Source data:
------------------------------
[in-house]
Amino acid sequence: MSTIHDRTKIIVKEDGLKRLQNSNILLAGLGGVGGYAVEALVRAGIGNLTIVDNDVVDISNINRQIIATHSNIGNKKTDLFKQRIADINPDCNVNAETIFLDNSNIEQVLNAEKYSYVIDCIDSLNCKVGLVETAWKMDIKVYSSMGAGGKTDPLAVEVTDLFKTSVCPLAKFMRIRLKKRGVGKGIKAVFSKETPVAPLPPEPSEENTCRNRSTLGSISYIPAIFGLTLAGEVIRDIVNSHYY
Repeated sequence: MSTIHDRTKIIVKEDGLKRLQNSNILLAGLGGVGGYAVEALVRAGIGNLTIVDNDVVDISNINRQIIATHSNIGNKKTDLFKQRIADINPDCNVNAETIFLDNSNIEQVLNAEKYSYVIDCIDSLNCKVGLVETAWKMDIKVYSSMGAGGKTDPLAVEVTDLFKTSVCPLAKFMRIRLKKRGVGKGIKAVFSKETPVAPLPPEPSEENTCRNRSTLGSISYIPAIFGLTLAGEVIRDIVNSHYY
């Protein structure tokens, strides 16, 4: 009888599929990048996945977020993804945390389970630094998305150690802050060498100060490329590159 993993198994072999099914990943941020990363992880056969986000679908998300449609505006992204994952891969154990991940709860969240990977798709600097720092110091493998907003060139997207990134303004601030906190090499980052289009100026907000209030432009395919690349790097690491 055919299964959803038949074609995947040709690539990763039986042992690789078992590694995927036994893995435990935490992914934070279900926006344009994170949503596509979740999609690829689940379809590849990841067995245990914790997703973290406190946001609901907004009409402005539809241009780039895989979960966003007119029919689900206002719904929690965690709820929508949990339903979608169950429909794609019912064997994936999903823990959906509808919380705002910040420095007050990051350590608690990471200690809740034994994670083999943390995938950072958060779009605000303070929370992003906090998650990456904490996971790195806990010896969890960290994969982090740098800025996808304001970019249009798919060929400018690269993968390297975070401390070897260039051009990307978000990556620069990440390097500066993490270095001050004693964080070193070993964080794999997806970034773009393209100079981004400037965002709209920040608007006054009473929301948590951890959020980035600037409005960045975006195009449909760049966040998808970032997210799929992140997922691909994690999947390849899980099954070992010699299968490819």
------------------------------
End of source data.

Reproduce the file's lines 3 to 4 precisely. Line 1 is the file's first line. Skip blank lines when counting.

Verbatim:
Repeated sequence: MSTIHDRTKIIVKEDGLKRLQNSNILLAGLGGVGGYAVEALVRAGIGNLTIVDNDVVDISNINRQIIATHSNIGNKKTDLFKQRIADINPDCNVNAETIFLDNSNIEQVLNAEKYSYVIDCIDSLNCKVGLVETAWKMDIKVYSSMGAGGKTDPLAVEVTDLFKTSVCPLAKFMRIRLKKRGVGKGIKAVFSKETPVAPLPPEPSEENTCRNRSTLGSISYIPAIFGLTLAGEVIRDIVNSHYY
């Protein structure tokens, strides 16, 4: 009888599929990048996945977020993804945390389970630094998305150690802050060498100060490329590159 993993198994072999099914990943941020990363992880056969986000679908998300449609505006992204994952891969154990991940709860969240990977798709600097720092110091493998907003060139997207990134303004601030906190090499980052289009100026907000209030432009395919690349790097690491 055919299964959803038949074609995947040709690539990763039986042992690789078992590694995927036994893995435990935490992914934070279900926006344009994170949503596509979740999609690829689940379809590849990841067995245990914790997703973290406190946001609901907004009409402005539809241009780039895989979960966003007119029919689900206002719904929690965690709820929508949990339903979608169950429909794609019912064997994936999903823990959906509808919380705002910040420095007050990051350590608690990471200690809740034994994670083999943390995938950072958060779009605000303070929370992003906090998650990456904490996971790195806990010896969890960290994969982090740098800025996808304001970019249009798919060929400018690269993968390297975070401390070897260039051009990307978000990556620069990440390097500066993490270095001050004693964080070193070993964080794999997806970034773009393209100079981004400037965002709209920040608007006054009473929301948590951890959020980035600037409005960045975006195009449909760049966040998808970032997210799929992140997922691909994690999947390849899980099954070992010699299968490819």